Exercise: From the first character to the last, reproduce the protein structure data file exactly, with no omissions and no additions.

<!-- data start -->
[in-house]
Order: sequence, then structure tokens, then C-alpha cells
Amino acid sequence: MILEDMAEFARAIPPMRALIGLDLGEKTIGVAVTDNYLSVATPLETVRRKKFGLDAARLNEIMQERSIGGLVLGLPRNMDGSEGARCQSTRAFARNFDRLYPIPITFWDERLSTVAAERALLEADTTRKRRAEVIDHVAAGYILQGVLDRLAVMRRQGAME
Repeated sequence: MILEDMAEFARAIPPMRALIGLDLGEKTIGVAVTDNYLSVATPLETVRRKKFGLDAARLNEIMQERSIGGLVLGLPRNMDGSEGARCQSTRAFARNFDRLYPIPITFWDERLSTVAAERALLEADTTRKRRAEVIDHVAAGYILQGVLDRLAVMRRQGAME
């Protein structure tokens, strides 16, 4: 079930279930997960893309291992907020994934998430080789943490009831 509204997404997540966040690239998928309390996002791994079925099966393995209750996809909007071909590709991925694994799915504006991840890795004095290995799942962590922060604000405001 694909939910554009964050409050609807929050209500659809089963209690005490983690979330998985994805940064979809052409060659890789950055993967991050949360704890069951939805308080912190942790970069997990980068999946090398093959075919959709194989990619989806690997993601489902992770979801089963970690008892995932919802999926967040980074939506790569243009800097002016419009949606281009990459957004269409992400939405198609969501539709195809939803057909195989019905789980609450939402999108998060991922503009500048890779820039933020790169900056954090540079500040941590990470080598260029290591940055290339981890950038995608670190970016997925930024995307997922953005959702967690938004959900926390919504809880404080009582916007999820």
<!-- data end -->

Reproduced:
[in-house]
Order: sequence, then structure tokens, then C-alpha cells
Amino acid sequence: MILEDMAEFARAIPPMRALIGLDLGEKTIGVAVTDNYLSVATPLETVRRKKFGLDAARLNEIMQERSIGGLVLGLPRNMDGSEGARCQSTRAFARNFDRLYPIPITFWDERLSTVAAERALLEADTTRKRRAEVIDHVAAGYILQGVLDRLAVMRRQGAME
Repeated sequence: MILEDMAEFARAIPPMRALIGLDLGEKTIGVAVTDNYLSVATPLETVRRKKFGLDAARLNEIMQERSIGGLVLGLPRNMDGSEGARCQSTRAFARNFDRLYPIPITFWDERLSTVAAERALLEADTTRKRRAEVIDHVAAGYILQGVLDRLAVMRRQGAME
């Protein structure tokens, strides 16, 4: 079930279930997960893309291992907020994934998430080789943490009831 509204997404997540966040690239998928309390996002791994079925099966393995209750996809909007071909590709991925694994799915504006991840890795004095290995799942962590922060604000405001 694909939910554009964050409050609807929050209500659809089963209690005490983690979330998985994805940064979809052409060659890789950055993967991050949360704890069951939805308080912190942790970069997990980068999946090398093959075919959709194989990619989806690997993601489902992770979801089963970690008892995932919802999926967040980074939506790569243009800097002016419009949606281009990459957004269409992400939405198609969501539709195809939803057909195989019905789980609450939402999108998060991922503009500048890779820039933020790169900056954090540079500040941590990470080598260029290591940055290339981890950038995608670190970016997925930024995307997922953005959702967690938004959900926390919504809880404080009582916007999820």